• Joseph Stiglitz (Financial Times): Towards a better measure of well-being, September 13, 2009.
GDP will continue to be used as a measure of market activity, but when it comes to measuring societal welfare, we will have to look to other metrics.

• Niall Ferguson (Newsweek): Wall Street players thrive, Main Street dives, September 11, 2009.
A year after the crash, a few financial giants are back to making millions, while average Americans face foreclosure and unemployment. What’s wrong with this picture?

• Joe Nocera (The New York Times): Lehman had to die so global finance could live, September 11, 2009.
What if, a year ago this weekend, the government and the banking industry had somehow found a way to keep Lehman from filing for bankruptcy? How might that have changed the course of the financial crisis?

• Wolfgang Münchau (Financial Times): A pre-crisis treaty for a post-crisis world, September 13, 2009.
I am an unenthusiastic supporter of the Lisbon treaty, but the Irish Yes campaign could once again find itself in a tight spot.

• The Economist: Wall Street’s new shape – rearranging towers of gold, September 10, 2009.
Wall Street has staged a surprisingly strong recovery from its meltdown a year ago. But it will not return to business as usual.

• Art Carden and Steven Horwitz (Forbes): All that you want to know about economists, September 12, 2009.
In a recent article for the Huffington Post, Pulitzer Prize winner Jane Smiley questions the wisdom and integrity of economists – as well as the value of economics. Unfortunately, she misunderstands what economics is and what economists do.

• Floyd Norris (The New York Times): Accountants misled us into the crisis, September 10, 2009.
The accountants let us down. That is one of the clear lessons of the financial crisis that drove the world into a deep recession.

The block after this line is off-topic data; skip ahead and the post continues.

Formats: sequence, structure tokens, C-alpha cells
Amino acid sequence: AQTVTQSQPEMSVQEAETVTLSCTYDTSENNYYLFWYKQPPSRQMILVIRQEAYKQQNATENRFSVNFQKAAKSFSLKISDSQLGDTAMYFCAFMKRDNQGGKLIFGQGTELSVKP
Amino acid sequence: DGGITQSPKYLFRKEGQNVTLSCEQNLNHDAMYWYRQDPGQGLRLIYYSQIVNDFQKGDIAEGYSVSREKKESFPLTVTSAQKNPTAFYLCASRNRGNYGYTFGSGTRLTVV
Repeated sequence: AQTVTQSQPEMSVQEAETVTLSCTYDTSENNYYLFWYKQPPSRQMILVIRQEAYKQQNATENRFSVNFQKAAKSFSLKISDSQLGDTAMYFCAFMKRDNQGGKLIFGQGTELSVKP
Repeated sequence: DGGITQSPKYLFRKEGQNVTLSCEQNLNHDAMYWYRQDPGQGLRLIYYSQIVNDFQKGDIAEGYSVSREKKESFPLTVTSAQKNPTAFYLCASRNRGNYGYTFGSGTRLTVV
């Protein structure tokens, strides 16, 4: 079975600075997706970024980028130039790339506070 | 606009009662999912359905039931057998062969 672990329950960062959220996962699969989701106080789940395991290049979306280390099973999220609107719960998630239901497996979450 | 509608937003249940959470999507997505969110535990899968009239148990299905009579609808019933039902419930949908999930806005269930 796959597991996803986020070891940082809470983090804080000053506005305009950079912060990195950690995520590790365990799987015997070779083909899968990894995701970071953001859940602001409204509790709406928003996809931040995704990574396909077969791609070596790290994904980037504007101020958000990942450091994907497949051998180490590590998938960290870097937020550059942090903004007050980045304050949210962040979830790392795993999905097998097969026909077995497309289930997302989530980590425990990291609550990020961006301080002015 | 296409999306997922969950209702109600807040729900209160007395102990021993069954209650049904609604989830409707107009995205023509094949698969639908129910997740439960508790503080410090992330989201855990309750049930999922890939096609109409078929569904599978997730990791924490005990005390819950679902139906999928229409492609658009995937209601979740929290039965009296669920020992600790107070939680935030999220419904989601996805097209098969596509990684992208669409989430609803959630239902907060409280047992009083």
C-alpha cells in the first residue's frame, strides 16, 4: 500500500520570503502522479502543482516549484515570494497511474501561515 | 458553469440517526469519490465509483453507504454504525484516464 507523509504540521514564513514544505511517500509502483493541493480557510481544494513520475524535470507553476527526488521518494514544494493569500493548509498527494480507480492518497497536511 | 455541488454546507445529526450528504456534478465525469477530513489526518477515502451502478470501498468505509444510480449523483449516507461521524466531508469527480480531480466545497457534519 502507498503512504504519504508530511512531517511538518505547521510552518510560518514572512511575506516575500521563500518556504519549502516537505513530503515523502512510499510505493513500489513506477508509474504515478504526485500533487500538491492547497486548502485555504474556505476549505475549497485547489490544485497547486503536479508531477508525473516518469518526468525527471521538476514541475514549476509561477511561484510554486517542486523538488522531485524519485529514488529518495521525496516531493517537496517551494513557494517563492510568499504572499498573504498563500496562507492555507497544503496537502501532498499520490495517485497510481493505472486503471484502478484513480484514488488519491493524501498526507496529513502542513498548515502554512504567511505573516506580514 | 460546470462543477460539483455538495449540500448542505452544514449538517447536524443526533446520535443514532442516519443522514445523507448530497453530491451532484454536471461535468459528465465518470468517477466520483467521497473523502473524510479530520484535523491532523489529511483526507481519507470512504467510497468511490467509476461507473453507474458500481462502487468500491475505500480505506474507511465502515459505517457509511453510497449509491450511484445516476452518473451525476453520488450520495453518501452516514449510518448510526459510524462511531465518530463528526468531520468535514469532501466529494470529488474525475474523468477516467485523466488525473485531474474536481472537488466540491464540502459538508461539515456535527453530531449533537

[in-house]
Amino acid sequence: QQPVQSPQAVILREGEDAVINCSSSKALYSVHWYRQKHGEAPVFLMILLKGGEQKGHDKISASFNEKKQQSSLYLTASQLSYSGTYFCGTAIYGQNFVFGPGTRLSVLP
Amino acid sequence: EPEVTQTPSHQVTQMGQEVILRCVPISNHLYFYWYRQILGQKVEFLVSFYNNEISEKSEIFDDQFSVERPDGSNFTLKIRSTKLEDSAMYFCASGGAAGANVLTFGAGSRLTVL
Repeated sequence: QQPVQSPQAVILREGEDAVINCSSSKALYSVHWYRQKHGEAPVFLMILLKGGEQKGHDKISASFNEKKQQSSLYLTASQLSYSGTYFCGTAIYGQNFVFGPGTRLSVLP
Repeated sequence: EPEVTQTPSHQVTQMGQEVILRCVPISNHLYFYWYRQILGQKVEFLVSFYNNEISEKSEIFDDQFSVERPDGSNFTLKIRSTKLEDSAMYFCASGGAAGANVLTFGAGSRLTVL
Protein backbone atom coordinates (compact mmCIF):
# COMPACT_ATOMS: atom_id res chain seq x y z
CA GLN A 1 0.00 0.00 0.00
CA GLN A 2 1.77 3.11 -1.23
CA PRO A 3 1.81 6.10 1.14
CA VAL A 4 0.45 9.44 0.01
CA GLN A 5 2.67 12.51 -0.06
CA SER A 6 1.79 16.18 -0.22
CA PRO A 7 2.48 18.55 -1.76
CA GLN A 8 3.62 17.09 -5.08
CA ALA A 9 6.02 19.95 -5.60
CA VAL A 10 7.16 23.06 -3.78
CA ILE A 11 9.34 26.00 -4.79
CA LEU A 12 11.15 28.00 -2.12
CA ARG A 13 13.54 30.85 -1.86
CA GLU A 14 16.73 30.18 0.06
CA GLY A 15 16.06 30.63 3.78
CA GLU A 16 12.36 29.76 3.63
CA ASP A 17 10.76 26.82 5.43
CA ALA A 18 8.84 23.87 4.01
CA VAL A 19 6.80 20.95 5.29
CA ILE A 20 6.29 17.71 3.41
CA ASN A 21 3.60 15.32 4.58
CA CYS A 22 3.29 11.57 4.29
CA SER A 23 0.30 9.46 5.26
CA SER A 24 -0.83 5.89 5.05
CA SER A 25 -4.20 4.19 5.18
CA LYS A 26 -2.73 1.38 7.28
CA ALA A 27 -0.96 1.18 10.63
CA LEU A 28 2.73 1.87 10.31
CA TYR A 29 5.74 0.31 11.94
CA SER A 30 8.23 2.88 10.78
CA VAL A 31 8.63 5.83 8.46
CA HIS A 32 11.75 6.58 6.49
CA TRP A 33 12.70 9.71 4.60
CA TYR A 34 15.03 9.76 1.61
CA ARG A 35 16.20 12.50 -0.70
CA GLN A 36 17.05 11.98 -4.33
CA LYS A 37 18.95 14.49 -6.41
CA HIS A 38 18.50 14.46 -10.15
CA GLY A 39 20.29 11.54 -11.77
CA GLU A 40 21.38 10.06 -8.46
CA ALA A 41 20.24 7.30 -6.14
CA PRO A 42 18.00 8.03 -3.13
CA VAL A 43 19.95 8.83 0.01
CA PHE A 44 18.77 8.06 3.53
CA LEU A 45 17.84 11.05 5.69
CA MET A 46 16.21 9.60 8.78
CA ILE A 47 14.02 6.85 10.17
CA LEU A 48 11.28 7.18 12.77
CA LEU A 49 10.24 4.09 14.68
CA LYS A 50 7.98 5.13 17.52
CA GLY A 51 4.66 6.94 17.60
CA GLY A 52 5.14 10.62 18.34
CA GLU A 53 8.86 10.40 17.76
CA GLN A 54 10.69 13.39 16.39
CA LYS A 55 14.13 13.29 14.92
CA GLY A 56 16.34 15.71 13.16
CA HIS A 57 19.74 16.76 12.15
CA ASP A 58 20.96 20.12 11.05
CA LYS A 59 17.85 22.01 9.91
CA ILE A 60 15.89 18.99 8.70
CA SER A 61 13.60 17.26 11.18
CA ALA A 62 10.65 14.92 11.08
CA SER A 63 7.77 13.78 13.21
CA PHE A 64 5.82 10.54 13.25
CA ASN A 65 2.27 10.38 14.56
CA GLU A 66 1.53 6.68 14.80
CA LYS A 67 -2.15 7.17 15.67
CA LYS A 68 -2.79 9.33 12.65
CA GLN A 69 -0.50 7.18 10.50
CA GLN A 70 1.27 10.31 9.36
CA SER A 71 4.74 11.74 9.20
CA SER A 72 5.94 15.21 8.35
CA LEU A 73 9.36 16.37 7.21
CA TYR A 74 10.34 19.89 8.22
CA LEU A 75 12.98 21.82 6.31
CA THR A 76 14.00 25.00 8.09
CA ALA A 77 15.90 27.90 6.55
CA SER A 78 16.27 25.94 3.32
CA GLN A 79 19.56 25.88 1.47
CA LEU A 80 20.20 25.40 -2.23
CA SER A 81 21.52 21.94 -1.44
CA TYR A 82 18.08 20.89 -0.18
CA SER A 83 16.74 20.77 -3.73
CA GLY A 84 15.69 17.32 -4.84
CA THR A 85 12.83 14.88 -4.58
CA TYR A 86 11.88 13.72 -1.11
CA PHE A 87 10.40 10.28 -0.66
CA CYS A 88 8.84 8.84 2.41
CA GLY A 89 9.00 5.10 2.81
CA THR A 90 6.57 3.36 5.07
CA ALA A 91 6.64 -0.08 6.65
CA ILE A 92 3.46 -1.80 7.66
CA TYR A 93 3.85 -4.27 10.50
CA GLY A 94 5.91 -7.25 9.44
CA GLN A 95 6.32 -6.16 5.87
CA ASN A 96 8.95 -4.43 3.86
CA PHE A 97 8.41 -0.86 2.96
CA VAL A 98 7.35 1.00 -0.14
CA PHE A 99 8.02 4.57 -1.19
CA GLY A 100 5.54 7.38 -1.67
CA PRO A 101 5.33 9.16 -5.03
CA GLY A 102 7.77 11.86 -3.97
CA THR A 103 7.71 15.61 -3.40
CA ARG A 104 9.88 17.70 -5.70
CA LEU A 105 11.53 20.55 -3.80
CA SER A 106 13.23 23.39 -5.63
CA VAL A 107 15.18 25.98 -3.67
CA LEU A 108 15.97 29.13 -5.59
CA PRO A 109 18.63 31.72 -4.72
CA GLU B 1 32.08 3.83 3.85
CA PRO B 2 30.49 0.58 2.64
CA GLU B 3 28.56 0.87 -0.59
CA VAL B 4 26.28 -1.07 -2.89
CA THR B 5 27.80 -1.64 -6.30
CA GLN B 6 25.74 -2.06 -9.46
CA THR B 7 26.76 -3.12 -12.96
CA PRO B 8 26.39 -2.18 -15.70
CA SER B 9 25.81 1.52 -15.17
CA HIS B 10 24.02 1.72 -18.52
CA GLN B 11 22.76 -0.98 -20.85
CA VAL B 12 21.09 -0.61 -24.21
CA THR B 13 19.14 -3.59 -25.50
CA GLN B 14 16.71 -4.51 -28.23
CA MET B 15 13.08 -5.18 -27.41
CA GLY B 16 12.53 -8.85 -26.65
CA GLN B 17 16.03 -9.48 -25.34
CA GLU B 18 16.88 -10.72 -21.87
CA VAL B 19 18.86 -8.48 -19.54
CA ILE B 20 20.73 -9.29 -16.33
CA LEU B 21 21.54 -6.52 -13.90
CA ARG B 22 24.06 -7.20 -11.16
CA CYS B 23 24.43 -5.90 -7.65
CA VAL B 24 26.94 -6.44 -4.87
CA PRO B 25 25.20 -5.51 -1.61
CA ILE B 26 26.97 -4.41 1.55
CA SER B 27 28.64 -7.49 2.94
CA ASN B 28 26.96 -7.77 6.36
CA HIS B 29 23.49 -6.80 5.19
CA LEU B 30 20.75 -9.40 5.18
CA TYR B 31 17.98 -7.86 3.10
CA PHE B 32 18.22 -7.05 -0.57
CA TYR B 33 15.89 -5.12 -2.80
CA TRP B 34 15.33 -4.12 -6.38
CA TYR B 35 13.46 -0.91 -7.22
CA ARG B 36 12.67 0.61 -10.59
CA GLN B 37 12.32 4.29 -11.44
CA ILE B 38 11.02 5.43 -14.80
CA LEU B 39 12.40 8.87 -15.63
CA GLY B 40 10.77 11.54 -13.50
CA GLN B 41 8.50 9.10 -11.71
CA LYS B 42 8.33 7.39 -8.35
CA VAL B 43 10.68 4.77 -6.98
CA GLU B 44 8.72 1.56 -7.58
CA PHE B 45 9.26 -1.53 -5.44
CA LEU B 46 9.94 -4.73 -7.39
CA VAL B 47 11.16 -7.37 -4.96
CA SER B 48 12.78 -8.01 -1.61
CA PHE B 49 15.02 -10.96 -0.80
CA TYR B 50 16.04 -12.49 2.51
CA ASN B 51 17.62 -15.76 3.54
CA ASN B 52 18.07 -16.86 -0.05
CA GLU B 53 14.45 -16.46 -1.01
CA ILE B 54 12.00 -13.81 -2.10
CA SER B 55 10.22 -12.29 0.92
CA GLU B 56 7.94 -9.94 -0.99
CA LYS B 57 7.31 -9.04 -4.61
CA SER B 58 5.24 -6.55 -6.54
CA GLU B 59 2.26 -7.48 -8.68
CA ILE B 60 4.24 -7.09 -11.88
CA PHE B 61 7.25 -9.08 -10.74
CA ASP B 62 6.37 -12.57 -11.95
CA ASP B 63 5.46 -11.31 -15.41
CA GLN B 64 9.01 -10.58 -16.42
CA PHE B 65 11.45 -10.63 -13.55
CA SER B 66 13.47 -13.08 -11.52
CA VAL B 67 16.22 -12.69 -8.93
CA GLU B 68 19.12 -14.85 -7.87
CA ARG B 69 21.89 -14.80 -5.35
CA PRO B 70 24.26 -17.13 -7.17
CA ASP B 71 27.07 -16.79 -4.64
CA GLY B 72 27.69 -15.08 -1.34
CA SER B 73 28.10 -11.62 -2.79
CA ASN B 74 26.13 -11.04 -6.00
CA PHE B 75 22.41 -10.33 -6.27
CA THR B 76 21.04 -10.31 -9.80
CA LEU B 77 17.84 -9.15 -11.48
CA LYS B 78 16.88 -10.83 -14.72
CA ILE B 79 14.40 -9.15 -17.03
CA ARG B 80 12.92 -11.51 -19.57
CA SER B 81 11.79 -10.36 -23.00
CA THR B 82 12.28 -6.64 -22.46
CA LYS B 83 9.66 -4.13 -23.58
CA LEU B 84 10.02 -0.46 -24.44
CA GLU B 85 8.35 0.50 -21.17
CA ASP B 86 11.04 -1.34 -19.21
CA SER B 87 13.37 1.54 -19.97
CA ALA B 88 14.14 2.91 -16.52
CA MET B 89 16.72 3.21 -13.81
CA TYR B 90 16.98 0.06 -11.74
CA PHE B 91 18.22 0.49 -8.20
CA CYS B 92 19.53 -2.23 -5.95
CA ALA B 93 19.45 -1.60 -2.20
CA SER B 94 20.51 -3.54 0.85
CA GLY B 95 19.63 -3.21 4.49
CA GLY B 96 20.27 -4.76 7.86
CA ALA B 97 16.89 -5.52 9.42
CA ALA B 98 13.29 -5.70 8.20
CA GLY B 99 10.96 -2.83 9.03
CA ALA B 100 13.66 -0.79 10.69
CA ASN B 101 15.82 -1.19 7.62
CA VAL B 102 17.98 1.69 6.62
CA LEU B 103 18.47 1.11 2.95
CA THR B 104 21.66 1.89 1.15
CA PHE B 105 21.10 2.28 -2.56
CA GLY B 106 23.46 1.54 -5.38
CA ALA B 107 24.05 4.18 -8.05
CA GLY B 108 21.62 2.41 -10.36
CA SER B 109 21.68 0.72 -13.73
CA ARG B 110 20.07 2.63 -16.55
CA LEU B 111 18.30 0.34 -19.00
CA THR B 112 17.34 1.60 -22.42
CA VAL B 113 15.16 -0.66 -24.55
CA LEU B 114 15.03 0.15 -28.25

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1 comment to Prieur’s readings (September 14, 2009)

  • Ewiak Ryszard

    The global financial crisis is not accidental. The Bible says: “At the appointed time [the king of the north = Russia] will return and come into the south, but it shall not be as the former or as the latter. For shall come against him the dwellers of coastlands of Kittim [the West], and he will be humbled, and will return.” (Daniel 11:29,30a) What logical conclusions can be drawn from this forecast? If the Heavens planned a great return of Russia (and much suggests this) the present economic crisis will deepen, making it possible for Russia to regain the influence, which it lost after the break-up of the Soviet Union. In relationship to this, unavoidable will be the split or even a complete break-up of the European Union and NATO. After that, “the king of the north” (Russia) will come somewhere into the south. Many indicate that this might be Georgia. When this happens, the West will come against Russia. At that time, peace will be taken from the earth and the “great sword” – nuclear sword – will be used. (Revelation 6:4) However, it will be neither the great tribulation nor “the end of the world” (Armageddon). As Jesus foretold, that will be “the beginning of birth pains”. (Mathew 24:7,8)